Category: Online and Blended Learning
Do you currently use the discussion board tool in Blackboard? If so, you may be looking for ways to increase student engagement and participation inside your discussion forums. A common complaint about discussion boards is that unless they are graded or required by the instructor, students do not want to participate. The conversations between students are full of flattery and follow the leader, and often lack the depth that is found in the face-to-face classroom environment.
One possible solution is through the use of YouTube video postings to the discussion board in place of the traditional text responses. To set this up, students will need to create their own YouTube channel using a Google Account. Luckily, anyone can create a Gmail account or for added features, BU students and faculty are also able to set up Google Apps for Education accounts through BU: (http://www.bu.edu/tech/support/google/).
Once a YouTube channel is created, students can upload their video from either a smartphone or computer to their YouTube channel and copy the video’s Share URL into the Blackboard discussion board thread by clicking on the “Insert/Edit Embedded Media” button. Students who are concerned about posting personal information on YouTube have the option of saving videos as “unlisted.”
The Boston University School of Social Work (BUSSW) was recognized by the United States Distance Learning Association (USDLA) with a Platinum Award for Best Practices in Distance Learning Programming. The USDLA, a nonprofit association and national leader in distance learning, presented its 2014 International Distance Learning Awards on May 5, 2014, in conjunction with its 2014 National Conference in St. Louis, Missouri. More
Registration for BU’s first four MOOCs (massive open online courses) opened on edx.org on 2/25. The four BU courses — Sabermetrics 101 (Andy Andres), War for the Greater Middle East (Andrew Bacevich), The Art of Poetry (Robert Pinsky) & Alien Worlds — join the ranks of those offered by a select group of universities on the Harvard & MIT-founded platform, and hope to appeal to tens of thousands learners around the globe by offering a taste of some of BU’s best.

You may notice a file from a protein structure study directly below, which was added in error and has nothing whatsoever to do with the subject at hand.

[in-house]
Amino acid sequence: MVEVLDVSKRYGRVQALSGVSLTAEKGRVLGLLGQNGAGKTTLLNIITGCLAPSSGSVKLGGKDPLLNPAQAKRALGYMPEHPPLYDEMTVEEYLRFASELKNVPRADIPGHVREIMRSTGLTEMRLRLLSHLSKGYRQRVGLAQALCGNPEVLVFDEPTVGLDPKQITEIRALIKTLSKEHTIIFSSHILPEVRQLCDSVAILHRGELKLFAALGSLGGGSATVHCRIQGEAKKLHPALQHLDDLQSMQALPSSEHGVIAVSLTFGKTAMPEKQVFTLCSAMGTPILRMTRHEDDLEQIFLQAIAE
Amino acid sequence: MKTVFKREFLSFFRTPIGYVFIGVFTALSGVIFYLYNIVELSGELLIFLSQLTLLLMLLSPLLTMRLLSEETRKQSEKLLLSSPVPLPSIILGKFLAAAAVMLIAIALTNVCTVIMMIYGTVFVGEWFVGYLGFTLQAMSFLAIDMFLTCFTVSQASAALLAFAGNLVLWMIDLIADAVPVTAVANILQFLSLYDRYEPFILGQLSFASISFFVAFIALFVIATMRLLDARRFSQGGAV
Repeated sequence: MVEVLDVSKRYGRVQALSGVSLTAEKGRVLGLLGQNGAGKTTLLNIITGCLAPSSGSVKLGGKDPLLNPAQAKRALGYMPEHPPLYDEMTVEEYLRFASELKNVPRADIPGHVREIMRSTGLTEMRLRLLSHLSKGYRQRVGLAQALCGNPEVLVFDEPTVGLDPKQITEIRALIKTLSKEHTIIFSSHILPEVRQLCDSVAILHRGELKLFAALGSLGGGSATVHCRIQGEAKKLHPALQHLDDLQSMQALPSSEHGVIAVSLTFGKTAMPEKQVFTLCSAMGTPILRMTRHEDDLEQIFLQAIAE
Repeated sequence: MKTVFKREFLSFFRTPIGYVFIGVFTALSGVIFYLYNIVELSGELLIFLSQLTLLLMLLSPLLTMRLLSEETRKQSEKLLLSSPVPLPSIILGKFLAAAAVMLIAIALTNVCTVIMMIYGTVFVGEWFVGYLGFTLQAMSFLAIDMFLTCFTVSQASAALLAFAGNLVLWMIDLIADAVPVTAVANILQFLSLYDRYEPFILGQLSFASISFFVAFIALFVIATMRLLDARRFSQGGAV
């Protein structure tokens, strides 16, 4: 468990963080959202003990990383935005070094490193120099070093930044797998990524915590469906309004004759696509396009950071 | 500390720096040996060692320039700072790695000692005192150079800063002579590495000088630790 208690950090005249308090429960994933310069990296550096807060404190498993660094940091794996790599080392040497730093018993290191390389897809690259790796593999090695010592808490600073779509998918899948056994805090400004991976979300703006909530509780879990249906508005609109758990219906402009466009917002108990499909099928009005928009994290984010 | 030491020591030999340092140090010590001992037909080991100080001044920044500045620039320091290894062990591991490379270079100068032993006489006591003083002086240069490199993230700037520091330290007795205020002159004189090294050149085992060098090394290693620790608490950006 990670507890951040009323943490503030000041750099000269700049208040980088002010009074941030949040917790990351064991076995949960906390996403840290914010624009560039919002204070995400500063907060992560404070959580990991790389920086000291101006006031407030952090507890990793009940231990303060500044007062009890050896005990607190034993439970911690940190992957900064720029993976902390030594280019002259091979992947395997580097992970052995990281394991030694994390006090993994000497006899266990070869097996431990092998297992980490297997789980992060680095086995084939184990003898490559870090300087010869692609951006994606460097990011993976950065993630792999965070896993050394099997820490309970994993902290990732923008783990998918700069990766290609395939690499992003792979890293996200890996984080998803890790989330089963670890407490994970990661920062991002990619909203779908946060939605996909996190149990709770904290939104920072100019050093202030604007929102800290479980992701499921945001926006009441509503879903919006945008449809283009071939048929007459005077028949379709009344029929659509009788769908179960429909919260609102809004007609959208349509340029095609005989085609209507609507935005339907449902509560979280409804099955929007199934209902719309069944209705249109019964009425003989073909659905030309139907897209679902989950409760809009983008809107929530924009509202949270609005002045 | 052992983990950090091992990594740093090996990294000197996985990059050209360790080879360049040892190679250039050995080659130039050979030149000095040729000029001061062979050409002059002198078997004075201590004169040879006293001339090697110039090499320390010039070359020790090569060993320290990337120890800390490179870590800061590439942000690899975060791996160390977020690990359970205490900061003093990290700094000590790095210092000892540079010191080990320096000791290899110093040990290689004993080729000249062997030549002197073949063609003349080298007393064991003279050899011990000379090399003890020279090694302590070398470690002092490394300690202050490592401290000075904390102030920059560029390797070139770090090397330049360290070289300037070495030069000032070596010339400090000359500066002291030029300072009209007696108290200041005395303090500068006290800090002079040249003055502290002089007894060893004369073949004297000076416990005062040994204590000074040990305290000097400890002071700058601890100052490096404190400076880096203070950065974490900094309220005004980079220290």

Supported by BU’s Digital Learning Initiative, MOOCs are a part of a larger campus-wide effort to encourage and support innovative faculty-driven projects in digital learning. As the DLI team wrote in a recent article in InsideHigherEd, now is the time to ask bold questions about the value of residential and online learning, about regional and interdisciplinary pedagogical cooperation, and meaningful metrics about students’ opportunities, agency and resilience in the higher ed ecosystem. It is our hope that MOOCs can be both an active part of and catalyst for engaging with these queries and their complex answers.
DLI Associate Director Romy Ruukel discusses the history of MOOCs, their current status at BU, and digital learning beyond the MOOC-space.
Tuesday, January 28, 2013 / 12-1:30pm
111 Cummington Mall, MCS-180, Hariri Institute Seminar Room
Please visit the Digital Learning Initiative website for more information about Initiative projects or contact email@example.com with any questions.